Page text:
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The 24th of November
A song was playing in the background as my family and turned north on highway 139 on our way to the hospital. It was a song by Vanessa Williams, “Save the Best for Last.” I guess it is just one of those things that you remember for the rest of your life in situations such as this.
The lights of Harmony glowed almost tauntingly in the distance. I was so tired; it was way passed my bedtime, being a nine-year old, though I am not sure exactly what time it was. Nobody in the car was talking. Ryan, who was 11, decided to take a little nap on the way to Rochester so I tried to followed suit, thinking this was the best way for me to get some rest.
I couldn’t, being in buzzed thought about my oldest brother’s illness. My brother, who was 13 years old, had a rare cancer that had worsened over the course of a couple months. We were driving to Rochester, Minnesota, home of the famed Mayo Clinic, in fading hope.
I sat there in the passenger’s side seat behind my mom. Listening to the chorus in Williams’ song, I looked at the moon out of the window that had a million fingerprints on it from previous trips in the van. I could see the silver orb best when the van was driving east because the moon was almost straight up in the southern sky.
As the song ended, an upbeat song began so my mom turned off the radio. We rode in silence for the rest of the trip to Rochester, which is about an hour north of our home. I figured out later it was the last song I ever heard before arriving at the hospital.
We walked into the intensely lit hallways of the hospital. I had to squint because my eyes weren’t used to the light. It didn’t help that all of the walls were white, with the glow from above reflecting easily and making things even brighter. My parents walked up to a desk with my brother and me striding quietly in their wake and coming to a halt as my parents stopped to talk with a woman with long blonde hair down past her shoulders.
The next few days in the hospital are some I will never forget. Most of the time I spent either doing my homework with Ryan, or sitting silently in Chris’s room watching him and wondering what cancer was.
Not knowing it was my last day at the hospital, I was brought to Chris’s room for one last time. My parents told me that Chris had decided that He wasn’t afraid anymore; that he was ready to be let go. The only way my brother could communicate at this point was by squeezing once for ‘no’ and twice for ‘yes.’
I was told to say my goodbyes, though I didn’t have anything to say. It still aggravates me today, because I could have said, should have said something. Anything, but I felt embarrassed in front of Ryan and my parents. With nothing to tell him for the last time in his short and unfair life, I left the room with my brother to go downstairs. We played a Star Wars video game on a gaming console for about thirty minutes or so.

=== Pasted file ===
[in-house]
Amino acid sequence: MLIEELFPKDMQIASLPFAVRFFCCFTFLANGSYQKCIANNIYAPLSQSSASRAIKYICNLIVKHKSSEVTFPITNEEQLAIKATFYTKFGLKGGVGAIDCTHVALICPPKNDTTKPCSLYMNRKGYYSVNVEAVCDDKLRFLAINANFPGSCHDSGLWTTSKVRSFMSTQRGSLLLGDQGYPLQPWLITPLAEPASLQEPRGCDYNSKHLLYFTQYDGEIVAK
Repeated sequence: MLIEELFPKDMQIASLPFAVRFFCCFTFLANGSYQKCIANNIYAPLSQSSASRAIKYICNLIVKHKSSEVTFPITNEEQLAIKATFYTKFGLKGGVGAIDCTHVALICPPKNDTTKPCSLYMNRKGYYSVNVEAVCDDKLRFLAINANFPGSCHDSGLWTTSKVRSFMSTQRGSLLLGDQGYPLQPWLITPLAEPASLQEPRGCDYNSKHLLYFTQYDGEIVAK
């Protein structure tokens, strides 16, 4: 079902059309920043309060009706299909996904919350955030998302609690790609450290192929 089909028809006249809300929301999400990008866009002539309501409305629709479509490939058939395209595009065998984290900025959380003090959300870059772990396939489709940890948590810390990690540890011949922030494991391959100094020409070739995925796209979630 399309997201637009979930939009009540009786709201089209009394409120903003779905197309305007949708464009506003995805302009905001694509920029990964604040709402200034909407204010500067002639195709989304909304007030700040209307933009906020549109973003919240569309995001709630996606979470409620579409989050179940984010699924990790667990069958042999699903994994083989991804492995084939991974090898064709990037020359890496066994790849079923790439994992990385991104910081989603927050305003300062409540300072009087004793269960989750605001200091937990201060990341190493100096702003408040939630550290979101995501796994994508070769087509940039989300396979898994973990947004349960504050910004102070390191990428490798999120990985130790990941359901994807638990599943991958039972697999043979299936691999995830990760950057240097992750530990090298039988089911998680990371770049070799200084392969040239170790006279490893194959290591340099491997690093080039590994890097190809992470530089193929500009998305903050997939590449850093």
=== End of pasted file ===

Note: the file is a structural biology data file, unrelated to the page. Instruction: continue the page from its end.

An uncle of mine came down to get us. Ryan new more about what was happening than I did. My whole family, on both my parents’ sides had arrived at the hospital in the few minutes we had been downstairs. Ryan took the lead around the small room filled with people and embraced them all one by one with me right behind him. My grandma told me, “Let it all out, it’s okay,” several times, but I had nothing to let out. I didn’t know what was going on, I was so confused and everybody was so sad and I had no idea why. I didn’t understand.
I began to understand, but it took me an exact year to do so. We were in Hawaii, at Chris’s favorite spot, Lapahoehoe, a landmark of a town that used to exist before a tsunami destroyed it. It was then, as we all threw in flowers on the jagged rocks that cause the waves to crash premature with a white ferocity, when I realized what had happened to Chris and why I reacted so unemotionally on the day he let go.
I had known at the time that I was never going to see him again. I knew that my beloved brother Christopher was dead, but it was only then, on the rocks as we sprinkled his ashes into ocean, that I realized I hadn’t know what death was. I didn’t know what it meant to be dead, truly gone. I had known I would never see him again, but I hadn’t known why.
Trying to comprehend the uncertainty of where the life in him went was almost unbearable. I remembered at that point staring over the ocean, what I must have looked like to all of the adults there who knew exactly what it all meant.
I see more now than I ever have before. Live your life to the fullest that is physically possible. If you want to mountain climb, go do it; if the last flight leaves soon, better hurry; and if you have something to say to someone, like ‘I love you,’ say it as soon and as often as possible because you don’t know when you will ever get such a chance like that again.